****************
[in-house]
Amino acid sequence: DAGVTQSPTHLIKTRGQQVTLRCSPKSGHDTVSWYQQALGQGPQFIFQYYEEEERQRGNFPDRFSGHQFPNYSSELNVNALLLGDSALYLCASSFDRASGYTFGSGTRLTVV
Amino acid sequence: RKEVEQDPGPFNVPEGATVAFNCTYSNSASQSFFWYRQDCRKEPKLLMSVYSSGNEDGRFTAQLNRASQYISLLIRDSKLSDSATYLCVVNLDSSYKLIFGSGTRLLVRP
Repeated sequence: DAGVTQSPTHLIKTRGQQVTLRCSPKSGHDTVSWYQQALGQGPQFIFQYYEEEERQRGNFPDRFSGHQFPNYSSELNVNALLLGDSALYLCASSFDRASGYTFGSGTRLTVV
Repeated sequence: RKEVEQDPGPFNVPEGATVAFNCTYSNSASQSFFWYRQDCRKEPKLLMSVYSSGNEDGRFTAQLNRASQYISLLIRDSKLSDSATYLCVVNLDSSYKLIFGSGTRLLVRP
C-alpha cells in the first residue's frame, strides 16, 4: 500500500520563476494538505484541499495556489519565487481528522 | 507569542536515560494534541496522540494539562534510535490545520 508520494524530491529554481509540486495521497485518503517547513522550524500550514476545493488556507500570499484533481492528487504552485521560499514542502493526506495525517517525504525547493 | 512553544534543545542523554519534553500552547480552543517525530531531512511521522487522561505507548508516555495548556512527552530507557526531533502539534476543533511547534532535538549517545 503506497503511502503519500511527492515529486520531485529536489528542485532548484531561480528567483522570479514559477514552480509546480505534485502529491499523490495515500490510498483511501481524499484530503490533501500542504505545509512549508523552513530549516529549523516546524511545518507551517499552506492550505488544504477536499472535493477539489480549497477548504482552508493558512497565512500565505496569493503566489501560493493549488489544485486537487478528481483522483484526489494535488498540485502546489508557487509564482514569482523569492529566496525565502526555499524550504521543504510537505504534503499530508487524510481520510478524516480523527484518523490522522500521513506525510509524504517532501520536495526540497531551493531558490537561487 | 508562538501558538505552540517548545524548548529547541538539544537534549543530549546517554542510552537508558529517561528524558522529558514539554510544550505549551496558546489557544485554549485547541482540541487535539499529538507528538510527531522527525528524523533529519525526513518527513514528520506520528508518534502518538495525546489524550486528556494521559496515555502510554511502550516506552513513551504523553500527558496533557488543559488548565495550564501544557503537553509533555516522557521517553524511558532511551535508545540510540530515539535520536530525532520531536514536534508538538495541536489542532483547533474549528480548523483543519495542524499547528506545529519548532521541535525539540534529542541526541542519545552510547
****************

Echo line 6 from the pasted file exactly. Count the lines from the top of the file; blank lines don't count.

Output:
C-alpha cells in the first residue's frame, strides 16, 4: 500500500520563476494538505484541499495556489519565487481528522 | 507569542536515560494534541496522540494539562534510535490545520 508520494524530491529554481509540486495521497485518503517547513522550524500550514476545493488556507500570499484533481492528487504552485521560499514542502493526506495525517517525504525547493 | 512553544534543545542523554519534553500552547480552543517525530531531512511521522487522561505507548508516555495548556512527552530507557526531533502539534476543533511547534532535538549517545 503506497503511502503519500511527492515529486520531485529536489528542485532548484531561480528567483522570479514559477514552480509546480505534485502529491499523490495515500490510498483511501481524499484530503490533501500542504505545509512549508523552513530549516529549523516546524511545518507551517499552506492550505488544504477536499472535493477539489480549497477548504482552508493558512497565512500565505496569493503566489501560493493549488489544485486537487478528481483522483484526489494535488498540485502546489508557487509564482514569482523569492529566496525565502526555499524550504521543504510537505504534503499530508487524510481520510478524516480523527484518523490522522500521513506525510509524504517532501520536495526540497531551493531558490537561487 | 508562538501558538505552540517548545524548548529547541538539544537534549543530549546517554542510552537508558529517561528524558522529558514539554510544550505549551496558546489557544485554549485547541482540541487535539499529538507528538510527531522527525528524523533529519525526513518527513514528520506520528508518534502518538495525546489524550486528556494521559496515555502510554511502550516506552513513551504523553500527558496533557488543559488548565495550564501544557503537553509533555516522557521517553524511558532511551535508545540510540530515539535520536530525532520531536514536534508538538495541536489542532483547533474549528480548523483543519495542524499547528506545529519548532521541535525539540534529542541526541542519545552510547